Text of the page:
on the edge….

 

I have never been one to follow any “routine” for long. I always want to get as close to the creative edge as I can. The status quo tends to get boring quickly. So when asked recently to participate in the upcoming Magnum Nudes project, my curiosity was immediately piqued since I had never photographed a nude in my life. Yes, I shoot lots of women, yet always the pictures were about moment and eyes and a certain sensuality, however all of my portraits were of women fully clothed. The assumption from my Magnum colleagues of course was that I would do well with a female nude if I gave it a good try. Even with almost direct orders from Abbas (who is running the nude project) “bring me a nude from Brazil”…

Yet alas, my dearest women friends said NO. Absolutely not. My orders from Magnum were one thing, the mantra from my closest amigas was different. They said “David you must shoot a nude dude. Be challenged. Do it”.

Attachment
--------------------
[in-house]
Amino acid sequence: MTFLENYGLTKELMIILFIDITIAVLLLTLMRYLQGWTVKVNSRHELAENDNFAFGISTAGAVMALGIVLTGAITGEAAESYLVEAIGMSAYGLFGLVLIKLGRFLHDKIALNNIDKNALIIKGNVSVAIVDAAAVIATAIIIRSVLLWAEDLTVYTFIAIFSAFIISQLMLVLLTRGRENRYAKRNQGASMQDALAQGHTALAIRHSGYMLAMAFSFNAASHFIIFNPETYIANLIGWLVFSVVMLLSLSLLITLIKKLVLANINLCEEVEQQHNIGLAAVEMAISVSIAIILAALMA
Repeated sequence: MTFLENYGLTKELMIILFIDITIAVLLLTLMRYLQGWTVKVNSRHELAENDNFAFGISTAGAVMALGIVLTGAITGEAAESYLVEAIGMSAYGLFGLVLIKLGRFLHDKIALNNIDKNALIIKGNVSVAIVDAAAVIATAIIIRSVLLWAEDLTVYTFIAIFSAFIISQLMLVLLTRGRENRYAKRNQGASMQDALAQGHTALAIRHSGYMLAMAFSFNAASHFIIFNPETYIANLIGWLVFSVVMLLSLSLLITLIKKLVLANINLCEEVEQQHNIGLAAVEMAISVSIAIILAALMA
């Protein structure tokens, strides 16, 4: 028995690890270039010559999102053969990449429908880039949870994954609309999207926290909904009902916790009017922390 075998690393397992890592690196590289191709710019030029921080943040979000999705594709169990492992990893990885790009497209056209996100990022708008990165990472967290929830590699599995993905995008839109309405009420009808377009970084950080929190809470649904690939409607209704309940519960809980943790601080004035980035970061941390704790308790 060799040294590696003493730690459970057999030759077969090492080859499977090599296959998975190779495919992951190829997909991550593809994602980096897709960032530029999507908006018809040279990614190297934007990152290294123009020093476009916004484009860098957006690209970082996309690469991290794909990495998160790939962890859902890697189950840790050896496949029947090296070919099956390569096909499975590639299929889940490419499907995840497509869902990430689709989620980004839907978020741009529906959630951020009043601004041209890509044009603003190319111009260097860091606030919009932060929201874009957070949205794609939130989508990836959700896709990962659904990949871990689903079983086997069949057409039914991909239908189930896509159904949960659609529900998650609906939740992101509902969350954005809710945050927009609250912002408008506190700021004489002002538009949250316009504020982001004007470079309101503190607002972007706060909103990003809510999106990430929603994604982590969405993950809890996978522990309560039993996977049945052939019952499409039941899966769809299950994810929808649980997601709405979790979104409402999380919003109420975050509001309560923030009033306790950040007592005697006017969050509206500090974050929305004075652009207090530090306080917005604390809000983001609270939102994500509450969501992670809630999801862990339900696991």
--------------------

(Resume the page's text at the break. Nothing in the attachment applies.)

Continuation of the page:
I was totally lost. Had no idea how or what to do. Was even a bit panicked by the idea. It simply was not what I do. However, with a little help from my friends, I did it. A small piece of this work above from my rooftop in New York. I knew nudes were not easy. I remembered this from my drawing class at school. Even skimpy bikini shots from Rio it was absolutely very very difficult to get a real photograph. Sure pleasing to the eye, but to go beyond the obvious takes some work. A male nude seemed almost impossible for me. So my personal status quo was indeed challenged. So to the edge I went.

Challenges of all kinds are popping up all around me. I have three new books to publish fairly soon. One is easy. “Tell It Like It Is” will be republished soonest. “Off For A Family Drive” will take a giant leap forward with my upcoming one month drive across America, and the other one is a secret for now. My only interest in photography right now centers on books, collector prints, and mentoring. If I can possibly afford it, I will take no assignments. I have done enough assignments. I will work harder than ever, yet only on my own projects. Even my assignments in years past always had my stamp on them. Personalized them as much as possible. Yet now is the time to go back to my roots and be 100% pure on everything I do.